Twelve-year-old Stella Wrubel and her mistletoe gang are celebrating six years of giving back, donating proceeds from their festive venture to the North Texas Food Bank.
Stella Wrubel’s bookshelves are stacked with classics I remember from my own childhood: Eloise, the Madeline series, Angelina Ballerina, The Secret Garden.
Curled up in sitting chairs in her room, we bond over a shared love of reading as she shows me some of her current favorite things, including a large rock from a family trip to Italy (she named it Edgar) and this year’s Halloween costume, sewn using her own Singer machine: the “Hocka-wolf,” she calls it, a transforming werewolf partially fashioned from her Hockaday School uniform.
Stella then reaches for another book, Iggy Peck Architect, exuberantly reciting excerpts about a toddler determined to prove that, despite his age, he can still show the world his talents.
Like Iggy, Stella is petite in size but marvelously persevering, especially when it comes to philanthropy. In 2012, the then-6-year-old daughter of Dallas photographer Steve Wrubel and DJ Lucy Wrubel launched her own business, Jingle Bell Mistletoe, selling thickets of the evergreen plant wrapped in bows and bells every December in Highland Park Village.
Stella’s idea blossomed from her desire to make a difference as she watched Hurricane Sandy wreak havoc on New York, where her godfather lived. “I thought, ‘I’m just a kid, so I can’t do anything,’ ” she says. “Then my mom said, ‘Have I taught you nothing? You’re a kid, so you can do anything!’ ”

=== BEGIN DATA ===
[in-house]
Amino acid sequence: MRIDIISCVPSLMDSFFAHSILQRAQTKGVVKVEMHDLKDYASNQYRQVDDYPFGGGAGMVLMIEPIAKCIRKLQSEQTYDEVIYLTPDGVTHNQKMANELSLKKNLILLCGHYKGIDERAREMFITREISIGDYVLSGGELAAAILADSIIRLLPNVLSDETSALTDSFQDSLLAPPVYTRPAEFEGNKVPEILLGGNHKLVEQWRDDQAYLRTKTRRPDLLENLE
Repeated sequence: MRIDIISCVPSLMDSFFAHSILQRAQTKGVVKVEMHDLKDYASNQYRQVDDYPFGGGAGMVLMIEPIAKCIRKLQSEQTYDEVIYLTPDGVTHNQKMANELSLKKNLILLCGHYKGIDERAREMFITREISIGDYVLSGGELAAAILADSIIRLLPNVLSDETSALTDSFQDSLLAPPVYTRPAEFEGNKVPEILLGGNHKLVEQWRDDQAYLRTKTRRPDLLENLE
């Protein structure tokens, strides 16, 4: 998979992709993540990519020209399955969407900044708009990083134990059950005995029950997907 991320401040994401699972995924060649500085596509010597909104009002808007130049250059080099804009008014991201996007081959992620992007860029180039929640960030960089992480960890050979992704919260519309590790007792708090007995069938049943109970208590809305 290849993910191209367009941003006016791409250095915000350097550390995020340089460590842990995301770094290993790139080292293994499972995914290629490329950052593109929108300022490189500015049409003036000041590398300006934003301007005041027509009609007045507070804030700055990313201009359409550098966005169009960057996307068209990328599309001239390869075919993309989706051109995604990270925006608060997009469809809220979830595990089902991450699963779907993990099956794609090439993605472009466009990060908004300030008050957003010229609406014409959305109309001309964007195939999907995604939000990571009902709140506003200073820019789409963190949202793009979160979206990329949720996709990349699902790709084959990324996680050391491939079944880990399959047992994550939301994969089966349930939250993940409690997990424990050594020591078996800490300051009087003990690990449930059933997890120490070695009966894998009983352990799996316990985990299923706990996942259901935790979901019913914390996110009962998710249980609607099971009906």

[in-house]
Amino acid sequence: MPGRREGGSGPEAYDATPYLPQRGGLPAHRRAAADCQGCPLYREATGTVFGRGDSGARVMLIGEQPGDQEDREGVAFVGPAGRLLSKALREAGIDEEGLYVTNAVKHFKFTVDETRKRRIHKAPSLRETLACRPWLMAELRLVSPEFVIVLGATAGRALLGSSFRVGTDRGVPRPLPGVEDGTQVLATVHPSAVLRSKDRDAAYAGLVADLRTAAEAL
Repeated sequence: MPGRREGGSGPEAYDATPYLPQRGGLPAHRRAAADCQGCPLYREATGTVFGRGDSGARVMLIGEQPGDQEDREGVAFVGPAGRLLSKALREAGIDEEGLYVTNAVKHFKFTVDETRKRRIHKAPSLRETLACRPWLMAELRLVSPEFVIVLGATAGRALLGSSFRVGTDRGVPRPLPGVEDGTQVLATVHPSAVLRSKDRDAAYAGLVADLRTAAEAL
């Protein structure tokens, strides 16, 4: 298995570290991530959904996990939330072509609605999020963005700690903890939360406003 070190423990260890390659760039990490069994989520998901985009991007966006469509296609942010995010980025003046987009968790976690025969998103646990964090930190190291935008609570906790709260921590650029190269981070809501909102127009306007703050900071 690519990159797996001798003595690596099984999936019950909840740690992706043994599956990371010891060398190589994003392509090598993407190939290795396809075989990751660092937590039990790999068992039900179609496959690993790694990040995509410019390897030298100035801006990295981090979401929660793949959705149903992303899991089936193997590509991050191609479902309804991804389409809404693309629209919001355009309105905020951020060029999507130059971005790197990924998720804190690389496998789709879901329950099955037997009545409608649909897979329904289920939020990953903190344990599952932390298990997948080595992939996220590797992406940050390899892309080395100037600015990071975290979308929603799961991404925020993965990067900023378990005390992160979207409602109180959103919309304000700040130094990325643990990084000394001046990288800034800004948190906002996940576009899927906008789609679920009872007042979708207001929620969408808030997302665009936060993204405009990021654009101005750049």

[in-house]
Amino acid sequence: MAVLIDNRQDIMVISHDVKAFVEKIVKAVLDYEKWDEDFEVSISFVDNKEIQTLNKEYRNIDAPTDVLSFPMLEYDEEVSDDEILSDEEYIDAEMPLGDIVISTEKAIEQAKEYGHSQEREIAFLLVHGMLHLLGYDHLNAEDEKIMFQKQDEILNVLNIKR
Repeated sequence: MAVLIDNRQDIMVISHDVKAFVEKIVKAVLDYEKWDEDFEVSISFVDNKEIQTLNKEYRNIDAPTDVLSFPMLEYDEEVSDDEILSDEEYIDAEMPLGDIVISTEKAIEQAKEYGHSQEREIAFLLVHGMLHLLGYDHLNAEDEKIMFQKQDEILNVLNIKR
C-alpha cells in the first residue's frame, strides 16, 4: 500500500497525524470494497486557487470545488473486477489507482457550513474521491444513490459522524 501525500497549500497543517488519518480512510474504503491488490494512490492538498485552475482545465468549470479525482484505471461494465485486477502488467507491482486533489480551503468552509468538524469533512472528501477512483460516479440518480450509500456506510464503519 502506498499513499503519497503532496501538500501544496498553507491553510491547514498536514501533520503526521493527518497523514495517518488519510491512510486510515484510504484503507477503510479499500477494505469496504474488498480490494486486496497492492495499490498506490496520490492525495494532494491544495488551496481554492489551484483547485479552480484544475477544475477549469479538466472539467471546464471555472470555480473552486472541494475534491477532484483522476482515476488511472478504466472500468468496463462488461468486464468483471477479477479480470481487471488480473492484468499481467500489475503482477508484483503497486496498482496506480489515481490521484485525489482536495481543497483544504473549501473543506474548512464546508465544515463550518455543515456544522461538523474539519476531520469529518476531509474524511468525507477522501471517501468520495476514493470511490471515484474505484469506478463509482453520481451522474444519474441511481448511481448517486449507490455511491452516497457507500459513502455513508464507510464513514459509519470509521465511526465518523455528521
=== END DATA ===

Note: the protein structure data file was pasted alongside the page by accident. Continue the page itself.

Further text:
Her first year, Stella raised $2,000 for the American Red Cross. She collected $8,000 for the organization in 2013. In 2014, she recruited Quinn Graves, a friend she “played dragons” with on the swings during recess in second grade; he’d visited her mistletoe stands before and wanted to help.
On advice from Stella’s aunt, Katherine Perot Reeves, the duo donated $18,000 that year to the North Texas Food Bank, an amount that included corporate matches for its “$1 feeds 3 people” campaign.
The numbers soar quickly from there, particularly due to the 2015 addition of two more Jingle Bell team members, Isabella Dickason and Trevor Godkin — the foursome raised $39,000 in 2015 and $37,000 last year.
This month, which marks the sixth anniversary of Jingle Bell Mistletoe, Stella and her squad are aiming for $60,000. Their hope is that, eventually, kids are selling mistletoe in every county the NTFB serves.
Back at the Wrubel home, Stella is teaching me the history of mistletoe: “Did you know it’s a virus that kills trees? It grows on live oaks.”
When I inquire where in North Texas she finds it (the family ranch in Bosque County, Circle 13 Ranch in Clifton, the Perini Ranch in Buffalo Gap), her response is laced with the wit and observation of a very sharp 12-year-old.
“The four dads go out with my grandpa to cut mistletoe down from trees,” she says. “Over the years, my grandpa has sort of taken up the role of head of acquisitions. He’s like the general: He tells them where to look and what to do.”
In addition to mistletoe bouquets sold at Highland Park Village, donations are accepted on the group’s website. Spreading the word on social media is encouraged with #kissandtella on cute pics of participants under the mistletoe.
This year, catch the quartet outside Royal Blue Grocery, Friday, December 15 through Monday, December 18, each in their respective roles — Stella as founder; Quinn, vice president; Isabella, saleswoman; and Trevor, secretary.
When our conversation wraps, Stella readies for her portrait with her adorable 1 1/2-year-old poodle, Dolly, and hums along as her dad plays Jake Bugg’s “Lightning Bolt” on his iPhone.
The following day, she has a robotics meeting (“Programming a robot is like advanced Legos”), but for now, she and her team are focused on their festive winter fund-raiser.
“I’ve always loved doing charity work,” Stella says, recalling her pre-mistletoe days when she managed lemonade stands to raise money for the SPCA. “I get such a rush from helping a puppy get a bed, or helping someone have food for their family.”
Age: 12. Occupation: Charitable wunderkind. Tools of the Trade: Generosity. Good friends. Lots of mistletoe.
To read our exclusive Q&A with the entire Mistletoe Kid Squad, click here.